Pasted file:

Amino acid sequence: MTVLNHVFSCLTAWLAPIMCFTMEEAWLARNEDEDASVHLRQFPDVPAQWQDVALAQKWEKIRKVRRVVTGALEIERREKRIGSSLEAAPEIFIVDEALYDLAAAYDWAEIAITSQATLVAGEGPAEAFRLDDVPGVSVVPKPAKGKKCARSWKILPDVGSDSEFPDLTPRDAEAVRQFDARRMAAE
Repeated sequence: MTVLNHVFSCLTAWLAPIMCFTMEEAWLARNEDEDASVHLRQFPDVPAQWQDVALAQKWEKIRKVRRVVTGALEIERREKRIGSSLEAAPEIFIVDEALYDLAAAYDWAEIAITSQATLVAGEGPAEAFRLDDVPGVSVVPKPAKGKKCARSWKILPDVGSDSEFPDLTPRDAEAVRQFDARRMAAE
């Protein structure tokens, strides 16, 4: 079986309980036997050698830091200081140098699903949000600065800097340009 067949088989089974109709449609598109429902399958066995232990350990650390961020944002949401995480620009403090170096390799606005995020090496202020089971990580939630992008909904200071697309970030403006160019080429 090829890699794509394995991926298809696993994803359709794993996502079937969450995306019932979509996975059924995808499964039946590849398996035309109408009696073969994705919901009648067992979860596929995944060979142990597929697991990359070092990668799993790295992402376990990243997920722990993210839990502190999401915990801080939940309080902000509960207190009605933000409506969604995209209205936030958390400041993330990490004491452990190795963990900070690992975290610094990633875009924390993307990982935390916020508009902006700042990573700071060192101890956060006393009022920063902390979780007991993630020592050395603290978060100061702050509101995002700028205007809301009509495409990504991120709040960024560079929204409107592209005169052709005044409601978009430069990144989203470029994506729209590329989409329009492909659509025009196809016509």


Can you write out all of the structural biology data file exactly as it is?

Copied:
Amino acid sequence: MTVLNHVFSCLTAWLAPIMCFTMEEAWLARNEDEDASVHLRQFPDVPAQWQDVALAQKWEKIRKVRRVVTGALEIERREKRIGSSLEAAPEIFIVDEALYDLAAAYDWAEIAITSQATLVAGEGPAEAFRLDDVPGVSVVPKPAKGKKCARSWKILPDVGSDSEFPDLTPRDAEAVRQFDARRMAAE
Repeated sequence: MTVLNHVFSCLTAWLAPIMCFTMEEAWLARNEDEDASVHLRQFPDVPAQWQDVALAQKWEKIRKVRRVVTGALEIERREKRIGSSLEAAPEIFIVDEALYDLAAAYDWAEIAITSQATLVAGEGPAEAFRLDDVPGVSVVPKPAKGKKCARSWKILPDVGSDSEFPDLTPRDAEAVRQFDARRMAAE
């Protein structure tokens, strides 16, 4: 079986309980036997050698830091200081140098699903949000600065800097340009 067949088989089974109709449609598109429902399958066995232990350990650390961020944002949401995480620009403090170096390799606005995020090496202020089971990580939630992008909904200071697309970030403006160019080429 090829890699794509394995991926298809696993994803359709794993996502079937969450995306019932979509996975059924995808499964039946590849398996035309109408009696073969994705919901009648067992979860596929995944060979142990597929697991990359070092990668799993790295992402376990990243997920722990993210839990502190999401915990801080939940309080902000509960207190009605933000409506969604995209209205936030958390400041993330990490004491452990190795963990900070690992975290610094990633875009924390993307990982935390916020508009902006700042990573700071060192101890956060006393009022920063902390979780007991993630020592050395603290978060100061702050509101995002700028205007809301009509495409990504991120709040960024560079929204409107592209005169052709005044409601978009430069990144989203470029994506729209590329989409329009492909659509025009196809016509």